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January 15, 2013

Dual explosions strike university in Aleppo, Syria

  • 82+ people killed by two explosions, just minutes apart, that struck Aleppo University in Syria today. Accounts from both opposition and government sources indicate at least the above number were killed, many of whom had been on campus attending mid-term exams. It is yet unclear which side of the ongoing civil war was responsible for the blasts — opposition and government forces share roughly half-control of Aleppo, with the opposition in control in the east versus the government in the west, the university included. source
20:39 // 1 year ago
January 2, 2013
22:22 // 1 year ago
June 29, 2012

The worst day yet? Syrian civilians killed in attacks, activists say

  • 190 estimated death toll in Syria yesterday; a deadly day source

» Possibly the deadliest day since the Syrian uprising began: Approximately 10,000 civilians have been killed since protests against the Assad regime began in March 2011, according to the U.N. — though these numbers are tough to verify independently because Assad’s government has made it difficult for journalists to report freely.

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11:01 // 2 years ago
June 26, 2012

High death toll in Syria as Assad speaks of “state of war”

  • 113 killed in Syria today, as Assad calls conflict “real war” source

» Speaking to members of his cabinet today, Syrian President Bashar al-Assad said the following: “We are in a state of real war, in every aspect of the words, and when we’re in a state of war, all of our politics has to be concentrated on winning this war.” His remarks coincided, whether deliberately or not, with a highly bloody day for Syria, according to opposition activists. Additionally, the UN Security Council met today for briefing on the monitor mission in Syria, which will continue to be suspended due to the dire state of security.

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20:49 // 2 years ago
April 7, 2012

Death toll in Syria soars prior to Annan ceasefire deal

  • 100+ Syrians killed today, in advance of ceasefire source

» The reports are unverified, to be clear. Which means we suppose the number could be a bit higher, or a bit lower. That can feel like a coldly academic way to examine this, we admit, considering how many people have already died during the last year of upheaval in Syria; the UN estimates that 9,000 Syrians have died since March 2011. This surge in killings (and shelling against the city of Hama, in particular) is what many observers feared regarding the Assad government’s agreement to accept a peace deal orchestrated by former UN Secretary General Kofi Annan – with a set deadline for ending the violence in sight, it can be used as a license to step up the bloodshed until the date requiring a full ceasefire, April 12th.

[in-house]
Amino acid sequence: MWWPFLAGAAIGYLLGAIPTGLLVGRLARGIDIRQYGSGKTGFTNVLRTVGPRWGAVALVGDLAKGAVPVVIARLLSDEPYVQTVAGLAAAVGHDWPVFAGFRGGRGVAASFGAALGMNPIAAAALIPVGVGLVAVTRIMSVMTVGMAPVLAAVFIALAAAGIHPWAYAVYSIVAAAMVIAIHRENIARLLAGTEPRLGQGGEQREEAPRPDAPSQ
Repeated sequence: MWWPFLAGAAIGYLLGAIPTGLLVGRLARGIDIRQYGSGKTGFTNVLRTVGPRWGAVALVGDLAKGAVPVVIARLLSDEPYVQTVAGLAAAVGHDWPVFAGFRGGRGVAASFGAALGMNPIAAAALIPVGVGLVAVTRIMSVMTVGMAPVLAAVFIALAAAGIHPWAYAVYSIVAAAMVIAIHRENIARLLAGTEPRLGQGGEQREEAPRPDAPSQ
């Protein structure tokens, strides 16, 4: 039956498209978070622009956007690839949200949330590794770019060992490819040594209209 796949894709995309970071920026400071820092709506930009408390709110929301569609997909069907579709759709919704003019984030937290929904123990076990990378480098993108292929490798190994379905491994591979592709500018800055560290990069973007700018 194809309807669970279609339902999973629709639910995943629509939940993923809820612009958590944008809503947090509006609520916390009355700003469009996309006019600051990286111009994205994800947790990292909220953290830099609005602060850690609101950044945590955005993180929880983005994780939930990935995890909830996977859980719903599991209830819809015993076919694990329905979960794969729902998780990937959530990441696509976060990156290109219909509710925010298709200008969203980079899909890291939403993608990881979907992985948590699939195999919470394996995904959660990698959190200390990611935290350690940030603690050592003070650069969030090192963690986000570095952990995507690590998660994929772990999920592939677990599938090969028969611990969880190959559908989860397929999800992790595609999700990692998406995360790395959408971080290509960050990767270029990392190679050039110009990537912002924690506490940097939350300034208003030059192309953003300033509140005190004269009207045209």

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15:03 // 2 years ago
February 28, 2012

UN’s estimate of Syrian death toll increases with recent surge in killing

  • 7,500 killed in Syria since last March, UN says source

» “Indiscriminant bombardment by tank and rocket fire”: Those were the words of the UN’s undersecretary general for political affairs, Lynn Pascoe. The killing in Syria has reached something of a fever pitch in past months, with the bombardment of Homs in particular leading to grim headlines, and truly ghastly footage. The UN currently estimates that over 100 people per day are being killed by Bashar al-Assad’s security forces. Said U.S. Secretary of State Hillary Clinton, on Assad as a war criminal: “I think that based on definitions of war criminal and crimes against humanity, there would be an argument to be made that he would fit into that category.”

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15:31 // 2 years ago
February 15, 2012
Syria’s Assad sets date for constitutional referendum
A plan for reform, or a play to credulity? Considering the Arab League deal Syria accepted then ignored, the complete lack of efficacy of the peace monitors they allowed the AL to send in, and the recent surge of violence (even in relative terms), it’s hard not to assume the latter. Bashar al-Assad has, nonetheless, set a date for a constitutional referendum, ostensibly for Syrians to approve a democratic system, and presidential term limits (of two, seven-year terms). The vote is scheduled for February 26th, but it begs the question; who would vote in an election if the integrity of it relies on Assad’s word alone? It would also force dissenters to publicly congregate at a place of the government’s choosing; not a welcome idea, we suspect. source
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A plan for reform, or a play to credulity? Considering the Arab League deal Syria accepted then ignored, the complete lack of efficacy of the peace monitors they allowed the AL to send in, and the recent surge of violence (even in relative terms), it’s hard not to assume the latter. Bashar al-Assad has, nonetheless, set a date for a constitutional referendum, ostensibly for Syrians to approve a democratic system, and presidential term limits (of two, seven-year terms). The vote is scheduled for February 26th, but it begs the question; who would vote in an election if the integrity of it relies on Assad’s word alone? It would also force dissenters to publicly congregate at a place of the government’s choosing; not a welcome idea, we suspect. source

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20:39 // 2 years ago